Tuesday 7 February 2017

Panel No.36: The Cartoon Museum (Again!) and #BigBen (Again Again!)

Daily Constitutional editor Adam takes us on a Cartoon & Comic Book Tour of London –  a metropolis-wide search for all things illustrated. 

The tour so far has taken in everything from Gillray and Hogarth, to Scooby Doo and on to Deadpool and beyond! It also features the best in London comic book stores as well as galleries that showcase the best in the cartoonist's art. 

Adam writes…

In Panel 36 I'm swinging by TWO locations already visited on this blog "tour" so far – Big Ben and The Cartoon Museum for the excellent show Future Shock! 40 Years Of 2000AD in search of Dan Dare…


The world is in grave danger. Evil stalks us at every turn.

Worse yet… it's a real life situation. We're not in the pages of a comic book. There are no superheroes to swoop down and save the day.

The future of our very way of life is at stake.

To whom can we turn?

Well how about the combined might of Winston Churchill, the Communist Party of Great Britain, the National Union of Teachers and the Church of England? That lot could surely put even The Avengers to shame.

And what monstrous evil could unite such disparate forces as those listed above?

Comics, gentle reader. Comics.

American comics. Lurid American comics. Violent American comics. Shocking American comics.

You know the ones… the REALLY GOOD ones.

Back in 1953 all of the above organisations, along with individual clergymenmagistrates and even representatives from the field of psychology and concerned parents up and down the country, joined forces to have so-called "horror comics" from America banned from British newsagent shelves – and thus from the clammy, thrill-starved hands of horrid little boys* everywhere.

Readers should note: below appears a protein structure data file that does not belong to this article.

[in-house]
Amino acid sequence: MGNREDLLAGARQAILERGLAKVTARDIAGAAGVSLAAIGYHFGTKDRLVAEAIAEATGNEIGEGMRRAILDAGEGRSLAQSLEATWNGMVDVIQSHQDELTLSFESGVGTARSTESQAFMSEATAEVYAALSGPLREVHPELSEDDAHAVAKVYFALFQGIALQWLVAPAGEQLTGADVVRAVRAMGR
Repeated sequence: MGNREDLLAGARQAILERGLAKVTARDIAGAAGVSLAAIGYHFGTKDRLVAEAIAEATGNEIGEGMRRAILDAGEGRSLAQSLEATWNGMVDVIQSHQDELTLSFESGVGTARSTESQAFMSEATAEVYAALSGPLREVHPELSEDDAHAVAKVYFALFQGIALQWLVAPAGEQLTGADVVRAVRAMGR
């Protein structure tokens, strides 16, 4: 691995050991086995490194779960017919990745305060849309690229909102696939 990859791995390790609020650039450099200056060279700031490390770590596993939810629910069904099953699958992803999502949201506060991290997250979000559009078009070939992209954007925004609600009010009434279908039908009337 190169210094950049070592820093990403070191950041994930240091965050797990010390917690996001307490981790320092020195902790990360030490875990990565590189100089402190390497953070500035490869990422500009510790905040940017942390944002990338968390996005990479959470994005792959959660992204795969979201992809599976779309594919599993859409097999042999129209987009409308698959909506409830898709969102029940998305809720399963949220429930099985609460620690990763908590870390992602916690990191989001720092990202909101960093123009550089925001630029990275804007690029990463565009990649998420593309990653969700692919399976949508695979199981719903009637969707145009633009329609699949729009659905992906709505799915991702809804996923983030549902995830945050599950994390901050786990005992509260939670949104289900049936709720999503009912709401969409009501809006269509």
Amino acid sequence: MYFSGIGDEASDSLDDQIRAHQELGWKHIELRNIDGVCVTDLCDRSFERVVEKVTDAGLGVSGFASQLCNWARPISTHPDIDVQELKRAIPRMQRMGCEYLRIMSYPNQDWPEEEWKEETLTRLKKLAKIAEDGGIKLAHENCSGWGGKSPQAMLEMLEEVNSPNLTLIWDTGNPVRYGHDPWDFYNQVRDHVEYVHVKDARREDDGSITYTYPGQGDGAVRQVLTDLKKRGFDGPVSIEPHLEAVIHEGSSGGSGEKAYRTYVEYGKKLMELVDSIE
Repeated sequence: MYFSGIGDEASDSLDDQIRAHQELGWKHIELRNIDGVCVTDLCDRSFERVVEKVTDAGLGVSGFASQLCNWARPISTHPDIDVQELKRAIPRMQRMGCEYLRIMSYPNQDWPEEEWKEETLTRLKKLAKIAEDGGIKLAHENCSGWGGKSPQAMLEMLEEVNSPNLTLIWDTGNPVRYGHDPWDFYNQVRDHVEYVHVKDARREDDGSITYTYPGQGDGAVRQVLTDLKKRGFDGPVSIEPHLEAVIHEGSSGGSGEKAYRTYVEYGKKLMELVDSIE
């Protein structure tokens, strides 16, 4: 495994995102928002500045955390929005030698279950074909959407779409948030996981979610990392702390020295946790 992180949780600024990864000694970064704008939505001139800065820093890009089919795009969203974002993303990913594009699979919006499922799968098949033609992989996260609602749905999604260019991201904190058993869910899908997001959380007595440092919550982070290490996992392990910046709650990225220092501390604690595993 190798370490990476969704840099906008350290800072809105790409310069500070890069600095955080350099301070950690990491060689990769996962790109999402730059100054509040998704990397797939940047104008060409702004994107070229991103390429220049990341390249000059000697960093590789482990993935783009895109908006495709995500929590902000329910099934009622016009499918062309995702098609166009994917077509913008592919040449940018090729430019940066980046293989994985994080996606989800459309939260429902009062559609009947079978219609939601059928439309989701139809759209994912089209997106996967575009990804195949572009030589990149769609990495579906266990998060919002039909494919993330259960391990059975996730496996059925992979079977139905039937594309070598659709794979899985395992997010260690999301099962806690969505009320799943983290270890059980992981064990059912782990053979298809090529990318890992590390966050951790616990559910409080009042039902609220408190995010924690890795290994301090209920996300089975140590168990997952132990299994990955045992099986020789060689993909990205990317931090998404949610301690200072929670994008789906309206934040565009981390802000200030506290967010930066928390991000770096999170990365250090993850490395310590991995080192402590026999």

(* No offence, readers. I blog this as a card-carrying Horrid Little Boy.)

One clergyman, the Reverend Marcus Morris, had fired an early salvo in the campaign with an article in the Daily Sketch newspaper in which he told of "a nearly 40 per cent increase [in crimes committed] among children aged 10."

"I blame much of this," he thundered, "on their 'comics'. As soon as a child becomes old enough to read, he enters a new world of horror and vice, where there are no apparent morals."


The Minister of Education, the impressive Scot Florence Horsbrugh (the first woman to hold a cabinet post in a Conservative administration), was of the opinion that the whole furore "was being overplayed". And that might have been an end to it, had the issue not ended up on the desk of the Prime Minister of the day…

Winston Churchill was elected Prime Minister in the general election of 1951. In February 1954, he asked personally to be appraised of "the sale of American type comics in this country and the social effects which they might be having".

The Home Office prepared a memo in which westerns and Tarzan comics are described as "harmless enough". But it also included prose so damning that every adjective pops with all the vim of the "Bam!" and "Pow!" flashes in a golden age Batman strip…

"Strong streak of sadistic cruelty"… "abound in representations of scantily dressed women"… "macabre supernatural scenes"… "frenzy of drug addicts"… "unwholesome"…

Stating that the comics are "Unlikely to be beneficial", it concludes: "the prevailing sense of values is shoddy and distorted."

Why was the Prime Minister involved in the first place? Why did such an issue get so high up the chain of command?

Legend has it that Churchill was advised by a close aide that the "unwholesome" comics in question were being published by Dundee-based firm D.C Thomson – a company that Churchill held in contempt because he believed that their editorials were instrumental in his losing the parliamentary seat of Dundee in 1922.

See my earlier post on DC Thomson HERE

The bill introduced by Home Secretary Gwilym Lloyd George (son of David) came into law in 1955 as The Children and Young Person's (Harmful Publications) Bill. It set out to ban…

"...any book, magazine or other like work which is of a kind likely to fall into the hands of children or young persons and consists wholly or mainly of stories told in pictures (with or without the addition of written matter), being stories portraying—

(a) the commission of crimes; or
(b) acts of violence or cruelty; or
(c) incidents of a repulsive or horrible nature;
in such a way that the work as a whole would tend to corrupt a child or young person into whose hands it might fall."